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« Delivering the New PR in Edinburgh | Main | Commenting on This Blog »

September 14, 2006


David Phillips FCIPR

I could not agree more. BAA who run most of the UK big airports is shambolic. It seems they are suprised when lots of people want to use thier terminals (the clue is that planes are landing with people in them). They can't keep thier web site up in a crisis and seem to think that no one goes to airports in cars.

Also note that if they take your lipstick away this side of the security check, there is a handy store on the others side and guess who owns the real estate/ You got it BAA.

BAA is a badly run company and is abusing its monopoly all in the name of .... um... um.... um...

Colin Farrington

A bit rich coming from an American! Have you not noticed the 2-hour 'homeland security' queues (my last three visits over 18 months) in Miami and New York airports for non-US passport holders??

BAA and the airlines have certainly struggled with additional security demands recently but again these have largely been US inspired.

A little less arrogance please.

Elizabeth Albrycht

Arrogance? I hardly think so. (To be arrogant I would have had to crow that the US is the best of all, which I certainly did not do here.) I was simply commenting on my last hideous experience traveling experience. I have indeed had similar experiences in the US - my last trip through JFK was a travesty. The ceiling was literally raining down on us as we walked into the building (it was raining outside too). Simply disgusting and a very poor welcome to the US indeed.

Mostly, I fly in and out of France, which, if you can escape Terminal 1 (avoid if possible by flying Air France), is a breeze, the bus rides to/from the planes notwithstanding.

BTW: The queue for EU passport holders in Luton was 3x as long as the non EU passport holders, but they had 3 people working. People still waited up to an hour with babies and packages. Very boring indeed.

Colin Farrington

Not only arrogant but ungenerous. You clearly haven't grasped or appreciated the practical consequences of the UK support for the US war on terror (which many of us individually did not support), and the repercussions we are facing in our daily lives as a result. Of course France is not so affected!! Joined up thinking please....

Elizabeth Albrycht

Colin, I am frankly rather surprised by your attacks. You don't know me and have no idea of my opinions, other than reading what I say through some kind of "yucky American" lens. I really don't care to get into this further with you.

Colin Farrington

Your blog speaks for itself and creates your own reputation. if you don't want to defend it that's up to you.

Ian Green

I can only apologise on behalf of other Brits.
What can I say. With all the worries about terrorism, life's a bit shit at the moment. We flew to Prague recently and couldn't take any liquids on board either - plus we had to have our shoes X-Rayed, and my wife was frisked and this was flying out of the UK.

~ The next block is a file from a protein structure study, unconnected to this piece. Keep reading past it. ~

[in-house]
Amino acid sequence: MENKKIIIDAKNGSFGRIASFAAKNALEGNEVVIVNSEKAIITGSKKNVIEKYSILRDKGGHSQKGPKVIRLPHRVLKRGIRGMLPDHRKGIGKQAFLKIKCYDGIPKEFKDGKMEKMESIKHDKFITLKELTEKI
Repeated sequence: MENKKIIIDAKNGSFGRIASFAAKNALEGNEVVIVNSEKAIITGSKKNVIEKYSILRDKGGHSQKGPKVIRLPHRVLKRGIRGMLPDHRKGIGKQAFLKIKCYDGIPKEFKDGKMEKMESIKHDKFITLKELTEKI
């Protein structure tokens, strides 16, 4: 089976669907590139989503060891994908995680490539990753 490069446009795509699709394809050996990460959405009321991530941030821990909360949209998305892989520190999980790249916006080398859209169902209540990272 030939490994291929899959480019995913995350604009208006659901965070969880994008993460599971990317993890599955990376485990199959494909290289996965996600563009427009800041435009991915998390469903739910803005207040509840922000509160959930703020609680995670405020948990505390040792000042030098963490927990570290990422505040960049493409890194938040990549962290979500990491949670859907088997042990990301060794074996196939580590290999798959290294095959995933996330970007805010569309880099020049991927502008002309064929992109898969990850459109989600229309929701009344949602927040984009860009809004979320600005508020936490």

Maybe we've lived under the burden of terrorism for too long over here - since the 1960s and the bombings of the IRA - and as a nation we are very phlegmatic anyway about these thing: "one shouldn't make a fuss."
But do please come back. As a rejoinder in the US it is a pain going through passport control though, and I sometimes wish they had a reciprocal agreement with us given our "special relationship", especially a couple years ago coming into San Fransisco when we where kept waiting for two hours while my five-year-old daughter was projectile vomiting.
However, these are stories you can dine out on.
I'm just saddened that you're directing Americans away from London to Paris while British soldiers are putting their lives on the line in Afganistan and Iraq (I'm against the war by the way). I'm sure President Chirac will be pleased.

Ian Green

Oh yes and the one point I forgot to make is that I suspect that Colin Farrington - is none other the Director General of the Chartered Institute of Public Relations in the UK. A man who is very suspicious of social media and PR's role within it.

Dennis Howlett

I'm dreading flying into Newark next month but at least I have oodles of hours on layover before going on.

As a person who regularly flew 100K miles ot the US in the 90's I can attest to the treatment of non-US citizens at the entry points. I was told very clearly: 'Never mention you're a journalist or you'll be given a ton of crap.' That was after I made that mistake on my very first trip and found out for myself just how rude and aggressive US immigration people can be.

As I understand it, the problem in the US is that the immigraqtion service is not desperately professional and staffed by poorly paid employees. I don't know if that remains true as I stopped flying there after 9/11.

It will be interesting to contrast the experiences I had.

But you have to laugh when you look at the non-US immigration green card thing. Some of the questions just cry out for a cynical response. e.g.

Q: Are you a war criminal?
A: Do you see numbers tattooed on my forearm?
Q: Have you been convicted of pandering?
A: Duh...except when trying to brown nose for a job you mean?

Almost Dilbertesque.

To be serious for a moment, the situation in the UK used to be pretty slack and some might argue that even now it's not much better so what you experienced is what one might call a 'shared problem.'

Another of those pesky things our Tony and George W could maybe straighten out next time they meet. -:)

skybus airlines

This kind of problems on airport security exists not only in one place in the world. Terrorism is a worldwide problem - and tighter security is what the government wants. All the people can do for the moment is abide by the rules - no matter how irritating the rules seem sometimes.

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